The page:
This comes from an old Warren Miller VHS, the one I watched over and over again growing up. The lesson is remarkably simple: ski buddies are people you can go out and rip with. Ski partners are the people you trust with your life.
With a ski buddy, you go out and rip. You have fun all day tearing up the slopes, then sit in the parking lot and cheers your PBR tall boys. You have a blast.
With a ski partner, you explore new terrain and push the envelope. These are the people who you trust. The ones you rely to help out when the going gets rough, scary, or injured. They talk you through the icy pitch, coach you over the drop, and could probably turn your skis into a makeshift sled to haul your ass out of the woods.
It’s very important to know the difference between the two groups of people. Cruise the slopes with your buddies. Do Tuckerman Ravine with your partner.
When it comes to off-slope life, have fun with your buddies. But trust your partners with your heart and soul.
4. If you don’t do it this year, you’ll be one year older when you do.
I was raised on a steady diet of Warren Miller movies, and at the end of every one, Warren’s soothing voice warns: If you don’t do it this year, you’ll be one year older when you do.
Thanks, Warren, for imparting a premature, morbid understanding of mortality in a 9 year old.
At first, this saying echoed in my head to chastise me for cowardice. No, I didn’t follow my brother off that jump because I’m 9 years old. Next year, when I’m 10, maybe I’ll do it. Emphasis on the maybe.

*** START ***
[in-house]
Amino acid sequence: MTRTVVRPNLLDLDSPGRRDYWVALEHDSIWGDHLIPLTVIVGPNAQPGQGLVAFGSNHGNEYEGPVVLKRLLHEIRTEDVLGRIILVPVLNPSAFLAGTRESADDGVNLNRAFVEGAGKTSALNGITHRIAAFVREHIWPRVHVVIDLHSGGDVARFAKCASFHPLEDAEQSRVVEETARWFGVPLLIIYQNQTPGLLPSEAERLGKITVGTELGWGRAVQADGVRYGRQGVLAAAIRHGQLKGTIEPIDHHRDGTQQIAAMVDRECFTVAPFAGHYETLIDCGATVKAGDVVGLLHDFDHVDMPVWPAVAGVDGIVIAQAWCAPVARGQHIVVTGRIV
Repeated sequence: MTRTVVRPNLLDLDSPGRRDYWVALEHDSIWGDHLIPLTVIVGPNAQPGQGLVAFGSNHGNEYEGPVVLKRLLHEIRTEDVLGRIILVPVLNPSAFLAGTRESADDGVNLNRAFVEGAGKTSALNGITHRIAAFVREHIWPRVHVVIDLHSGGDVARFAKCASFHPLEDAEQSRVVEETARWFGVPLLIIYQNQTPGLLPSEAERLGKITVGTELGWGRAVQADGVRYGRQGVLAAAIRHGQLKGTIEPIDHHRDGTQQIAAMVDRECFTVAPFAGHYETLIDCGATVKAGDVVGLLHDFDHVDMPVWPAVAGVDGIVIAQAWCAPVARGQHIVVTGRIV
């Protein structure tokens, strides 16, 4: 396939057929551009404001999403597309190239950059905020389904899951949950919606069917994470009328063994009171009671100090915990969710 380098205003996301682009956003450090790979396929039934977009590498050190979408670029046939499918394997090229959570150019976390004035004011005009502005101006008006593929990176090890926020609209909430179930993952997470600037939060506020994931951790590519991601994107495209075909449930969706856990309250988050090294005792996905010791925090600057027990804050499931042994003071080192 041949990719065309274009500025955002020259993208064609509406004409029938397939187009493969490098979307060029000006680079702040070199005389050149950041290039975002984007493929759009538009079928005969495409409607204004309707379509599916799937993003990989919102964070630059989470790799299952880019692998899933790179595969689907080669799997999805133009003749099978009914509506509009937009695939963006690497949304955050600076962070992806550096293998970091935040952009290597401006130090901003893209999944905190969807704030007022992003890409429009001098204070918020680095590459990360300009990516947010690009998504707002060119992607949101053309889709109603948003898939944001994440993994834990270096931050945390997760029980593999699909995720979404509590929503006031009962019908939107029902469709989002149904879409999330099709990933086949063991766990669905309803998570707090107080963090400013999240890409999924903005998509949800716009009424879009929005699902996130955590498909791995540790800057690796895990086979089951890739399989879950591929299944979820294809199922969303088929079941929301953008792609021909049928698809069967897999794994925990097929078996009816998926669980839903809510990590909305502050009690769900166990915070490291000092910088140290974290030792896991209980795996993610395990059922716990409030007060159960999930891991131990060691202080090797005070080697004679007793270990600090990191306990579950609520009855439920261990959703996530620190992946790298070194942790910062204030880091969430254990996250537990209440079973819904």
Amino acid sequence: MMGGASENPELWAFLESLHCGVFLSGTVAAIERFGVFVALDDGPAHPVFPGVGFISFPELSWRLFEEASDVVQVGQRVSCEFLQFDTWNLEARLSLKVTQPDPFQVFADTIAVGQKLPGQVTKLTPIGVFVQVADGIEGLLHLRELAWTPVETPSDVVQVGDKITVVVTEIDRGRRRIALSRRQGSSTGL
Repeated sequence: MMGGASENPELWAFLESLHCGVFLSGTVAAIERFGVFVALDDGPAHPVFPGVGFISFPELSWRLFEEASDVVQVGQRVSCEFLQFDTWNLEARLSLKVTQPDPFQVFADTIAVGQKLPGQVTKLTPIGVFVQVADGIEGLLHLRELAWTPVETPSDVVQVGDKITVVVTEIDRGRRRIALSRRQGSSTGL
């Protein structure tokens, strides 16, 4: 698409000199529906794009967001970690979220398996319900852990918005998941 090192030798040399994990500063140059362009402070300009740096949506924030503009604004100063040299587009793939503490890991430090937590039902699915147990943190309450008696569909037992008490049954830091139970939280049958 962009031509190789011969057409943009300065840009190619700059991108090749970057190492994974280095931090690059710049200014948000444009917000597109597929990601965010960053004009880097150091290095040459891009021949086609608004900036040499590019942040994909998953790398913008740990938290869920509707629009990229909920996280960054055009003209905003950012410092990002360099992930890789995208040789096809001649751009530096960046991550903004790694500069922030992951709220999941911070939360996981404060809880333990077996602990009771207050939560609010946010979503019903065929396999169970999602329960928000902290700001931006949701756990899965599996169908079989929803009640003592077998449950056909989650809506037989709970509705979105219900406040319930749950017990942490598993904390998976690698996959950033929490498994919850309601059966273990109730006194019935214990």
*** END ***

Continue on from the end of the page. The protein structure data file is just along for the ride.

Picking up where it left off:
Now that I’m in my twenties, I’m starting to see it in a different light. I’m not yet old enough to worry about my physical health, but I do realize how quickly life changes. If I don’t drop this chute this year, I might not have a chance next year. Why? I might have a pass to a different mountain. I might have packed up and moved, or the friend who has been dreaming of this line might move. Without him or her, dropping in won’t feel as special.
At the same time, there are definitely things worth waiting a year for. Last year, I didn’t make it to Tuckerman Ravine due to a recurring knee injury. But you know what? Next spring, when I’m one year older and wiser, I’ll be more prepared. My knee won’t let me down.
I have no idea what the rest of this year will throw at me, let alone next year. Life, love, family, friends, work. Anything can change in an instant, so listen to that voice that says “you’ll regret it if you don’t go.” If you don’t go now, for better or worse, you’ll be one year older when you do.
5. Relax. It’s just skiing.
It doesn’t matter if you’re a beginner, an expert, or a professional freeskier, in the end, it’s just skiing. It’s supposed to be fun.
I remind myself of this often – to step forward with a shrug and a smile.
Go out and enjoy wherever your ride takes you.
What life lessons have you learned from your sport? Tell me about it in the comments!
Now that I’m out on my own in the mogul field of adulthood (exciting, repetitious, hard on the knees), I’m not able to travel very far in search of new mountains and aventures. Don’t get me wrong – I’m having a blast exploring my Vermont backyard and being a real local for the first time in my life… But I can’t help but dream of mountain ranges a little off the beaten path.
For years, my dream To Ski List included just three locations: